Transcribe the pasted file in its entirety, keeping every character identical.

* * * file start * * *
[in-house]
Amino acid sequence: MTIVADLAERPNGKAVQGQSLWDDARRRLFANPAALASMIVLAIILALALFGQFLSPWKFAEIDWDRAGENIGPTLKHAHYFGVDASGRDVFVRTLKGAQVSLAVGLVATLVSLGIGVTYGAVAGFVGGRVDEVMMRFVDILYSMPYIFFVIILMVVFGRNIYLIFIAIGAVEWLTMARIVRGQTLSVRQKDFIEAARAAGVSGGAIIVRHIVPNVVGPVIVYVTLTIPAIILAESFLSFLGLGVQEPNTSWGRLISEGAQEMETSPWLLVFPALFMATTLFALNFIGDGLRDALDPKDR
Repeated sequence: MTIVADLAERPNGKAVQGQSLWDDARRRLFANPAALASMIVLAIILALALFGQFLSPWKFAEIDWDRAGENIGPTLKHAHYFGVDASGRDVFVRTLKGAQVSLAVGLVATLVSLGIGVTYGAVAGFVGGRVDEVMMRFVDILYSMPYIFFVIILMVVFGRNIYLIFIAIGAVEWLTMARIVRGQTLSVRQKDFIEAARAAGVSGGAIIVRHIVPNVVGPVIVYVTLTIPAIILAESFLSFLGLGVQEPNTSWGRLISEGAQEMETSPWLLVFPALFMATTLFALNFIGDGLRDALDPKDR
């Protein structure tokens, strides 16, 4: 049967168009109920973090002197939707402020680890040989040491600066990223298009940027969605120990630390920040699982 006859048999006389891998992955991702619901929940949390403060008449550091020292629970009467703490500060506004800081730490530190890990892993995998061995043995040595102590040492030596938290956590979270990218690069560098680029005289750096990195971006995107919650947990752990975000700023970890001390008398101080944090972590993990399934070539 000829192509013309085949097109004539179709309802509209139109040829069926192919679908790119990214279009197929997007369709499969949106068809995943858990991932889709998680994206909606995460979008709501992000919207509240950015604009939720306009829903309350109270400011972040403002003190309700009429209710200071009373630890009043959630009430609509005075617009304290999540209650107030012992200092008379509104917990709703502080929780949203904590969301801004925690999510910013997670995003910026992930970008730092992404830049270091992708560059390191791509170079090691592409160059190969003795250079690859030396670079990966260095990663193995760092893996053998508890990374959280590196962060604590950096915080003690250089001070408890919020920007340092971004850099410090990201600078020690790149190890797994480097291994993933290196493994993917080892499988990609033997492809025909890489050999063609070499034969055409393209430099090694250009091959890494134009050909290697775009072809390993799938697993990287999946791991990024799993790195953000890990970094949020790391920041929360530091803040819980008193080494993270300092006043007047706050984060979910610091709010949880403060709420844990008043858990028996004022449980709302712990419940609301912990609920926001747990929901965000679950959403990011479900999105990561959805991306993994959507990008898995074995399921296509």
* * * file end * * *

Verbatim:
[in-house]
Amino acid sequence: MTIVADLAERPNGKAVQGQSLWDDARRRLFANPAALASMIVLAIILALALFGQFLSPWKFAEIDWDRAGENIGPTLKHAHYFGVDASGRDVFVRTLKGAQVSLAVGLVATLVSLGIGVTYGAVAGFVGGRVDEVMMRFVDILYSMPYIFFVIILMVVFGRNIYLIFIAIGAVEWLTMARIVRGQTLSVRQKDFIEAARAAGVSGGAIIVRHIVPNVVGPVIVYVTLTIPAIILAESFLSFLGLGVQEPNTSWGRLISEGAQEMETSPWLLVFPALFMATTLFALNFIGDGLRDALDPKDR
Repeated sequence: MTIVADLAERPNGKAVQGQSLWDDARRRLFANPAALASMIVLAIILALALFGQFLSPWKFAEIDWDRAGENIGPTLKHAHYFGVDASGRDVFVRTLKGAQVSLAVGLVATLVSLGIGVTYGAVAGFVGGRVDEVMMRFVDILYSMPYIFFVIILMVVFGRNIYLIFIAIGAVEWLTMARIVRGQTLSVRQKDFIEAARAAGVSGGAIIVRHIVPNVVGPVIVYVTLTIPAIILAESFLSFLGLGVQEPNTSWGRLISEGAQEMETSPWLLVFPALFMATTLFALNFIGDGLRDALDPKDR
């Protein structure tokens, strides 16, 4: 049967168009109920973090002197939707402020680890040989040491600066990223298009940027969605120990630390920040699982 006859048999006389891998992955991702619901929940949390403060008449550091020292629970009467703490500060506004800081730490530190890990892993995998061995043995040595102590040492030596938290956590979270990218690069560098680029005289750096990195971006995107919650947990752990975000700023970890001390008398101080944090972590993990399934070539 000829192509013309085949097109004539179709309802509209139109040829069926192919679908790119990214279009197929997007369709499969949106068809995943858990991932889709998680994206909606995460979008709501992000919207509240950015604009939720306009829903309350109270400011972040403002003190309700009429209710200071009373630890009043959630009430609509005075617009304290999540209650107030012992200092008379509104917990709703502080929780949203904590969301801004925690999510910013997670995003910026992930970008730092992404830049270091992708560059390191791509170079090691592409160059190969003795250079690859030396670079990966260095990663193995760092893996053998508890990374959280590196962060604590950096915080003690250089001070408890919020920007340092971004850099410090990201600078020690790149190890797994480097291994993933290196493994993917080892499988990609033997492809025909890489050999063609070499034969055409393209430099090694250009091959890494134009050909290697775009072809390993799938697993990287999946791991990024799993790195953000890990970094949020790391920041929360530091803040819980008193080494993270300092006043007047706050984060979910610091709010949880403060709420844990008043858990028996004022449980709302712990419940609301912990609920926001747990929901965000679950959403990011479900999105990561959805991306993994959507990008898995074995399921296509």